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Apayao, Ceremonial Skirt, Cotton Stripes, Silk Embroidery UP,  055,  2014-03-12.jpg
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PostPosted: Mon Mar 24, 2014 4:14 pm 
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Joined: Mon Jan 31, 2011 8:05 pm
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Location: Amsterdam, Netherlands
Hello Mac,
nice to 'talk' to you again! Wow you indeed have quite good textiles from the Kalinga etc too! Interesting to read about Vigan/Bigan. I have visited that place too; one could better call it 'bygone' now he he.

On the Apayao fringed skirt/loincloth end; I understand your concern and I share it as we cant just find an old photo of tribal members with such a piece (that one photo from the book is a loner and not too old). My experience is that that region between Tingian/Itneg and N.-Kalinga and Banao-Kalinga and Apayao is quite influenced by eachother.
Though still each tribe has its own 'typicallities' as Tinguian has more white cotton textile, N.-Kalinga more striped with black, red and yellow and the Apayao are in many ways very different from the forenamed tribes, not only their facial characteristics, but also their jackets, colors, used warshield etc etc.
It is actually that Apayao warshield that traditionally carries those painted red triangles. Those rows of 'loose triangles' used in the weft of the fringed skirt/loincloth and also the Penn.loinclothend point me to the Apayao. Although the choice of colors point to N.-Kalinga. Usually the N.-Kalinga or in cases the Tinguian only use triangles on the edges of textiles and not in the middle ('loose') ah except also on skirts but also in that case they start from lines/bands and not floating.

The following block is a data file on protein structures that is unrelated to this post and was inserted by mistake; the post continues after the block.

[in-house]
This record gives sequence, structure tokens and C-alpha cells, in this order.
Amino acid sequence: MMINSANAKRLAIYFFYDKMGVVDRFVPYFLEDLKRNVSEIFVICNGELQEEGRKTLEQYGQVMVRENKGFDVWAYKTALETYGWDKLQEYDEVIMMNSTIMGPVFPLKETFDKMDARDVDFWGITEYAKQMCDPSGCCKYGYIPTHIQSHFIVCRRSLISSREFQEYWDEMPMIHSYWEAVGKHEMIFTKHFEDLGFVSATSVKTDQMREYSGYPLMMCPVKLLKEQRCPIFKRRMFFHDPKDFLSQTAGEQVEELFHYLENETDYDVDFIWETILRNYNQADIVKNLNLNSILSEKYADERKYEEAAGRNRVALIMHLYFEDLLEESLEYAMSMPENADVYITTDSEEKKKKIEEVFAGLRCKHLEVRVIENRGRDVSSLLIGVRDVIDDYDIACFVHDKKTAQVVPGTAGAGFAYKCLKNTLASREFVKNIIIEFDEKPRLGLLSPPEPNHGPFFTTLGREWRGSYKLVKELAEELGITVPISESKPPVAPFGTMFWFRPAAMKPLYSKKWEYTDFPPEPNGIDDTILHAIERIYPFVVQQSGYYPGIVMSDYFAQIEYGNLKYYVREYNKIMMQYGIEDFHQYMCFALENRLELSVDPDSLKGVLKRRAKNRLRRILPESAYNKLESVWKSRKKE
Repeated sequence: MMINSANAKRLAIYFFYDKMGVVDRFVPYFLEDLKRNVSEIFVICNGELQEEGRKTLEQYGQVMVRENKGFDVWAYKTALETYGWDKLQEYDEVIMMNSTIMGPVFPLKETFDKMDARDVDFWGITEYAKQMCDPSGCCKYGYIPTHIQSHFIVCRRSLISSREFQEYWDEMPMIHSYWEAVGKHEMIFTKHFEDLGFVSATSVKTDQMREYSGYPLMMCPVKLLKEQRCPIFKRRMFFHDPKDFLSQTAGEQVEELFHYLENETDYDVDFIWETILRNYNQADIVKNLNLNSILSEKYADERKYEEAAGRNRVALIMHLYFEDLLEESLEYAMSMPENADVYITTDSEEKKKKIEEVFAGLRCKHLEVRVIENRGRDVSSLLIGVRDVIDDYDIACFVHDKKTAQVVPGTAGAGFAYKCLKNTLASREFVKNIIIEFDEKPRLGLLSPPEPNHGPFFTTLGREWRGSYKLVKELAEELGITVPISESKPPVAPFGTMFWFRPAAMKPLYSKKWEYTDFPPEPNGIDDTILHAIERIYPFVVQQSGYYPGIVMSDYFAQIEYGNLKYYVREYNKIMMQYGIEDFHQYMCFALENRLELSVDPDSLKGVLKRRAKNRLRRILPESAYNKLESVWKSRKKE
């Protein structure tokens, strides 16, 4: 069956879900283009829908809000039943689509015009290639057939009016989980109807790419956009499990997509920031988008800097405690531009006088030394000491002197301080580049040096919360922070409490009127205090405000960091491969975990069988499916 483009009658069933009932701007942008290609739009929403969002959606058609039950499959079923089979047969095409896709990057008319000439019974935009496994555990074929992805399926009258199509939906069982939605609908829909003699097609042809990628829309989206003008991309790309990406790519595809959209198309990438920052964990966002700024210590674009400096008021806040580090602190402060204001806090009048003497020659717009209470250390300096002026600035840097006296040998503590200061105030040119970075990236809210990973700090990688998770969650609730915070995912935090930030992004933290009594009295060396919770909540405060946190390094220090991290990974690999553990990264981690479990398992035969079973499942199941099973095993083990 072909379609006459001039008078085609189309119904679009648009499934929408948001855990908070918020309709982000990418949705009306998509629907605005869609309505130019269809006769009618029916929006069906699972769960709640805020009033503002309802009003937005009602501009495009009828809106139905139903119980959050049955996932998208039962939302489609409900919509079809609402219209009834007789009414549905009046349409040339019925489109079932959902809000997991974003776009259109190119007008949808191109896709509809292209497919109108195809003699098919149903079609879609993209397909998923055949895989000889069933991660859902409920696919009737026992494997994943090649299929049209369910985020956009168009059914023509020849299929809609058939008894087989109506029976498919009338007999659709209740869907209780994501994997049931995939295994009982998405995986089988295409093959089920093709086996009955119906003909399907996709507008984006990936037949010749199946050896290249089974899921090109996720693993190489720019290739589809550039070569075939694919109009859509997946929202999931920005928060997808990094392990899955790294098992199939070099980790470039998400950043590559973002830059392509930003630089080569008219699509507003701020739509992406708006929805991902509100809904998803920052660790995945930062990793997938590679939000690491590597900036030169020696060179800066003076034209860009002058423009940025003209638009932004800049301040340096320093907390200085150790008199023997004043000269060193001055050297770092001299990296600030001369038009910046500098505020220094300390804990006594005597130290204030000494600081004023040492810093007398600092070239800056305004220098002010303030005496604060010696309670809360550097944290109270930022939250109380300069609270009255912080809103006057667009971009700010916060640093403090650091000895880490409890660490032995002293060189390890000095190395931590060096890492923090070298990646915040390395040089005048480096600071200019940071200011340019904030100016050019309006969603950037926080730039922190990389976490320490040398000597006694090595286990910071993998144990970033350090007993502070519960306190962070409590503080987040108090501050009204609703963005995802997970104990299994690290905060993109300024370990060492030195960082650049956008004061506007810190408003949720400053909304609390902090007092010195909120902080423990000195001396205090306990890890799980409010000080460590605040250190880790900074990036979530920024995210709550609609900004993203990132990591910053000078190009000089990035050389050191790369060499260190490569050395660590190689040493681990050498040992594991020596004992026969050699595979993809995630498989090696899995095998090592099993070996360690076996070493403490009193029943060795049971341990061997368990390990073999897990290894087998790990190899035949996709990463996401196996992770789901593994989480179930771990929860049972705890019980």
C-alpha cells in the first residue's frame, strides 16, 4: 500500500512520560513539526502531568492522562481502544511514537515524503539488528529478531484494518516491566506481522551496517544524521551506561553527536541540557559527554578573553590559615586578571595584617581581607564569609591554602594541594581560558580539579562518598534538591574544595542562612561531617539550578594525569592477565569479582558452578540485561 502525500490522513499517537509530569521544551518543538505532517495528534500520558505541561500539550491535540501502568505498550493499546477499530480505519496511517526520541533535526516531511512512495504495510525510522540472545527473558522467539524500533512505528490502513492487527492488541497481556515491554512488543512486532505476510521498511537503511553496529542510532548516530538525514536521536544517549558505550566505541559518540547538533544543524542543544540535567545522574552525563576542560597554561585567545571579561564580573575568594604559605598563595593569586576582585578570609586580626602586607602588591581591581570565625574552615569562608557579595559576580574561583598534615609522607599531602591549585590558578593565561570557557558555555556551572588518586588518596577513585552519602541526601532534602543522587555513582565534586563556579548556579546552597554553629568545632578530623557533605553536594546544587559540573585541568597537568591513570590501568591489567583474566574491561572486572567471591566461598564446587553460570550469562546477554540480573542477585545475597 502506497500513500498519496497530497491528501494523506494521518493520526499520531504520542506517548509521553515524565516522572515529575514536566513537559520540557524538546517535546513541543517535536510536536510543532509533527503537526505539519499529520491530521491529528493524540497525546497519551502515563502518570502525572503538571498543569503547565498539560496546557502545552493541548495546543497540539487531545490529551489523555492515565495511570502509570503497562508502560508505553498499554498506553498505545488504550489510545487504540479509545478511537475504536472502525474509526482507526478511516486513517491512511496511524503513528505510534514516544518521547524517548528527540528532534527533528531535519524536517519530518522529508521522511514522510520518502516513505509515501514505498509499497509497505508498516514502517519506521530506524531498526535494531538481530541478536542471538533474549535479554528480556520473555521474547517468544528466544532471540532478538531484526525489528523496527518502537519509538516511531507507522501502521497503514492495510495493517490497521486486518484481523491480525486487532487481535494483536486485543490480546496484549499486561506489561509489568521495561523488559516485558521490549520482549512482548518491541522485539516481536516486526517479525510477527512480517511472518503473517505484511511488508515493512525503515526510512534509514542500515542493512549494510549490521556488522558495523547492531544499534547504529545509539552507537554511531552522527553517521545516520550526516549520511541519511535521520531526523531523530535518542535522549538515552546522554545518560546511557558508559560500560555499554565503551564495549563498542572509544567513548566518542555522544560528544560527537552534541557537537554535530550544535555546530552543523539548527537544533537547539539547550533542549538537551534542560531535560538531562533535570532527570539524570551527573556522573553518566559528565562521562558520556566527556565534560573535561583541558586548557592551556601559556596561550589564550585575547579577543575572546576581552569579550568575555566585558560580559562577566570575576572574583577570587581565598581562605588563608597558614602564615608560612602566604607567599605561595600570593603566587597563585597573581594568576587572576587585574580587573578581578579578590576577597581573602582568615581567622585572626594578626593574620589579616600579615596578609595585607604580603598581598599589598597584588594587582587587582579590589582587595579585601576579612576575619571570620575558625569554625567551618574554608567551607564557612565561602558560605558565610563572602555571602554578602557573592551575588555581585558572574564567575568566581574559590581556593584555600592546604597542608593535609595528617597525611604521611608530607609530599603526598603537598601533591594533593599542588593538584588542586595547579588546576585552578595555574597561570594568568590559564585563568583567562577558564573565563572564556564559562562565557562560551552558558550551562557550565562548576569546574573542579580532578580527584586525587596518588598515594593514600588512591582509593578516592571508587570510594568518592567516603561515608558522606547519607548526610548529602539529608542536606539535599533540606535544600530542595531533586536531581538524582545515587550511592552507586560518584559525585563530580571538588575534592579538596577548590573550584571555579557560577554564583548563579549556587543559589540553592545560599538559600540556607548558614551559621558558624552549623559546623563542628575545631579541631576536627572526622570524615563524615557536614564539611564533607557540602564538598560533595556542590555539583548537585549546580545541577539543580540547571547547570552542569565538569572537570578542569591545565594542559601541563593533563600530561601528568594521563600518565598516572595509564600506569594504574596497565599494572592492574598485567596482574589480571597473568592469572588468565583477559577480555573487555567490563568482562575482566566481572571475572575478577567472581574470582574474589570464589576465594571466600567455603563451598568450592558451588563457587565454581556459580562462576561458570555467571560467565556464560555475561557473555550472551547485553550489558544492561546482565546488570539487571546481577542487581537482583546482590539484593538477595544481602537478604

Well anyway it has become quite a specialistic discussion and I guess we/me can only try to solve from the point of 'cultureanalyse/understanding'.
Eventually I believe the pieces come from a specific area of the Apayao-tribe-region as they inhabit such a large area which is so very little tranversed (only near Vigan by Schadenberg and Van Overbergh).

P.S. I have very recently bought a basket which I dont reckognise, although it came with many East Kalinga items. Hopefully -although I realise this is a TEXTILE forum- you can tell me your opinion. As you clearly also know a lot about 'igorot' artifacts. See picture below.
(never seen such a basket before)

Thanks n greets Wouter (wish I could also include more textilephotos of example I own but they are made by proffesionals (for my coming book; expected in May) and are extremely high in MB and should need to resize them first.


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PostPosted: Mon Mar 24, 2014 4:25 pm 
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Location: Amsterdam, Netherlands
P.S. Mac, yes I have one or two N.-Kalinga loincloth and they are much more narrow than the example (quite stunning piece must say with those bloodred fringes!) you showed. They can be orangy of color with black lines and lines of black circles and many other patterned lines running in the lenghitude of the loincloth. Generally they always have strongcolored lines in the lenghitude and sometimes added embroidered vertical lines near the ends of the loincloth. Very different than the piece you showed.

Mystery huh! ;-D